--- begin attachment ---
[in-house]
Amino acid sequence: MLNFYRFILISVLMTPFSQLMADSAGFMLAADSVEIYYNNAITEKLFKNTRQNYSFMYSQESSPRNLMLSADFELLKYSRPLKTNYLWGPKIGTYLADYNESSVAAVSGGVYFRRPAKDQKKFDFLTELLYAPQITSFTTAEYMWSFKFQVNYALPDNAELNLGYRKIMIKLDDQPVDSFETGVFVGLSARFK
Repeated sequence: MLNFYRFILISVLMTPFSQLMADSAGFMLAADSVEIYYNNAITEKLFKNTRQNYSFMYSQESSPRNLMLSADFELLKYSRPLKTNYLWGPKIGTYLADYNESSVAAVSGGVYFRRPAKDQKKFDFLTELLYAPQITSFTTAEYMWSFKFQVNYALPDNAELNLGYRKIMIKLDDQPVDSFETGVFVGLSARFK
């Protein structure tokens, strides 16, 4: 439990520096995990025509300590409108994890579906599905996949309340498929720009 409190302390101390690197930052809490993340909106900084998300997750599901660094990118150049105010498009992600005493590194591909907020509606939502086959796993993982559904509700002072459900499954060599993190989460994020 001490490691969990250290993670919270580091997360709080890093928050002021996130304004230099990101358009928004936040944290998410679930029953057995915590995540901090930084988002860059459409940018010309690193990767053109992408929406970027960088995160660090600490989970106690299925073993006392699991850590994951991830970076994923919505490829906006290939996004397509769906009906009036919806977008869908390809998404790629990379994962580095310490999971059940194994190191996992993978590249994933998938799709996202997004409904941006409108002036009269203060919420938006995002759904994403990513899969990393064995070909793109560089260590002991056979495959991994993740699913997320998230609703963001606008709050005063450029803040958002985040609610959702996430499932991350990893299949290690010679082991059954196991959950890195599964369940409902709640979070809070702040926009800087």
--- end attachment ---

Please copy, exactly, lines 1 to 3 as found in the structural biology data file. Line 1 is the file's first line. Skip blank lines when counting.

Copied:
[in-house]
Amino acid sequence: MLNFYRFILISVLMTPFSQLMADSAGFMLAADSVEIYYNNAITEKLFKNTRQNYSFMYSQESSPRNLMLSADFELLKYSRPLKTNYLWGPKIGTYLADYNESSVAAVSGGVYFRRPAKDQKKFDFLTELLYAPQITSFTTAEYMWSFKFQVNYALPDNAELNLGYRKIMIKLDDQPVDSFETGVFVGLSARFK
Repeated sequence: MLNFYRFILISVLMTPFSQLMADSAGFMLAADSVEIYYNNAITEKLFKNTRQNYSFMYSQESSPRNLMLSADFELLKYSRPLKTNYLWGPKIGTYLADYNESSVAAVSGGVYFRRPAKDQKKFDFLTELLYAPQITSFTTAEYMWSFKFQVNYALPDNAELNLGYRKIMIKLDDQPVDSFETGVFVGLSARFK